These findings are consistent with other international studies,[4] including an evidence synthesis published in the British Medical Bulletin that found little evidence that private financing reduced public waiting times.[5]

In Canada, available evidence corroborates international findings. A prominent Manitoba study that found that wait times were longer for cataract surgery patients in the public system when surgeons worked in both publicly financed and privately financed facilities.[6] For a recent example of the effects of introducing private financing we can look to Saskatchewan’s experiment with private-pay medical resonance imaging (MRI). In 2016, Saskatchewan passed legislation allowing patients to pay privately for an MRI scans at private, for-profit clinics. For every privately paid MRI, these clinics provided an MRI scan to a patient on the public wait list.[7] Instead of decreasing, public wait lists for MRIs in the province, the public MRI waiting list doubled between 2015 and 2019. Similar to the international and Manitoba evidence, public waits in Saskatchewan likely grew longer as specialized professionals were pulled into to the private sector from the public sector.[8]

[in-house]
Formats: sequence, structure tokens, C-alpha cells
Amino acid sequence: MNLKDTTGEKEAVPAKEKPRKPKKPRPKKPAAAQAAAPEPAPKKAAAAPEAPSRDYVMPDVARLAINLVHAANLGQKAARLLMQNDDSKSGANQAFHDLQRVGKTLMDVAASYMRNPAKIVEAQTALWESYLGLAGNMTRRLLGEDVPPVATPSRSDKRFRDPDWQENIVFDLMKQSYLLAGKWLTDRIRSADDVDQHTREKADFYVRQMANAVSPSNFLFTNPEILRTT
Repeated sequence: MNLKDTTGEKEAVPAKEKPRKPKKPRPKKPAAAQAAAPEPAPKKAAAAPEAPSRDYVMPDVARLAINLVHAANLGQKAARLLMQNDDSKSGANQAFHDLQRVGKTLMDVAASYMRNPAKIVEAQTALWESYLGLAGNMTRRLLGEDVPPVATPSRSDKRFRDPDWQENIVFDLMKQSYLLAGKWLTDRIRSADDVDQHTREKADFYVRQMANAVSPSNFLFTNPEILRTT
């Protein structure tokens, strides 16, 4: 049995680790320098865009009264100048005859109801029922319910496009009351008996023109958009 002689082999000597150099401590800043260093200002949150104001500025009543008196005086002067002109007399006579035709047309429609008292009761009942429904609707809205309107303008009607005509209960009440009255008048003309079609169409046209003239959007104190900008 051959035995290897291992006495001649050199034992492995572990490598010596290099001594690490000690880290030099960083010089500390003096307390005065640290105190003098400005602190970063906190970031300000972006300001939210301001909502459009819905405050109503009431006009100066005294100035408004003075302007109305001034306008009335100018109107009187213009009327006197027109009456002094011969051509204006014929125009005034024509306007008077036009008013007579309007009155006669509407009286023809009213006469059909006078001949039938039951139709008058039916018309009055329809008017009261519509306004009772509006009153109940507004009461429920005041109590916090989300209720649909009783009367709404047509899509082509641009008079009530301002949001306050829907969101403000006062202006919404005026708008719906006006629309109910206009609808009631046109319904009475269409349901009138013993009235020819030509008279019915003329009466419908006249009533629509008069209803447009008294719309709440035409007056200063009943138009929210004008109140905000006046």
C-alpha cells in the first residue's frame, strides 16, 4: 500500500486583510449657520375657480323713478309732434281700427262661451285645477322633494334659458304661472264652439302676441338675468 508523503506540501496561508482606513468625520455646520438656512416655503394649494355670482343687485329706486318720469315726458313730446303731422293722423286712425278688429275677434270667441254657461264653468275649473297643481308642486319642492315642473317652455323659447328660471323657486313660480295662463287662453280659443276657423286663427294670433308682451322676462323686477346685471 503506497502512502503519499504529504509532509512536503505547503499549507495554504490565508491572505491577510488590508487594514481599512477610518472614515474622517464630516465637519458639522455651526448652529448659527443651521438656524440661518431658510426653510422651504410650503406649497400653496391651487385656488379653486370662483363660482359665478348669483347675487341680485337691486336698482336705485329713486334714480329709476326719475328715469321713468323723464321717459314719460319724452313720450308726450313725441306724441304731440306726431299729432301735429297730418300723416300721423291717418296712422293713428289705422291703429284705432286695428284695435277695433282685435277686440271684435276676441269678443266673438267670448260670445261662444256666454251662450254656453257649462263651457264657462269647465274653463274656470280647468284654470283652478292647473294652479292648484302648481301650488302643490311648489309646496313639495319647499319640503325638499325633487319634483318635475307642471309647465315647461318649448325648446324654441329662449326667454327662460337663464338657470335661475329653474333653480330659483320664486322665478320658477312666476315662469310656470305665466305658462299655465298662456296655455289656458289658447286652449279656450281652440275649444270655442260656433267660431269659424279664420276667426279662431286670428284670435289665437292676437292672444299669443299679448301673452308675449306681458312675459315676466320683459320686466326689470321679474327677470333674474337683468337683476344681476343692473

Moreover, Saskatchewan’s legislation violates the Canada Health Act by allowing wealthier patients to jump the queue and have their surgery performed sooner than someone who cannot afford to pay privately.[9]  Provinces that allow private-pay medical imaging or queue-jumping will have Canada Health Transfer payments clawed back on a dollar-for-dollar basis by the federal government.[10]

In sum, the evidence shows that private health care financing does not reduce public wait times.

Timeline and key findings in the Cambie Case

A group of plaintiffs led by Dr. Brian Day, an orthopedic surgeon and vocal proponent of for-profit health care financing and delivery, unsuccessfully challenged the constitutionality of BC’s legislation that protects the province’s publicly financed health care system. In 2007, the BC government Medical Services Commission, responsible for managing the Medical Services Plan (MSP) on behalf of the BC government, informed Dr. Brian Day that his private, for-profit medical clinics (Cambie Surgery Centre and the Specialist Referral Clinic) would be audited in response to patient complaints about improper billing received by the Medical Services Commission.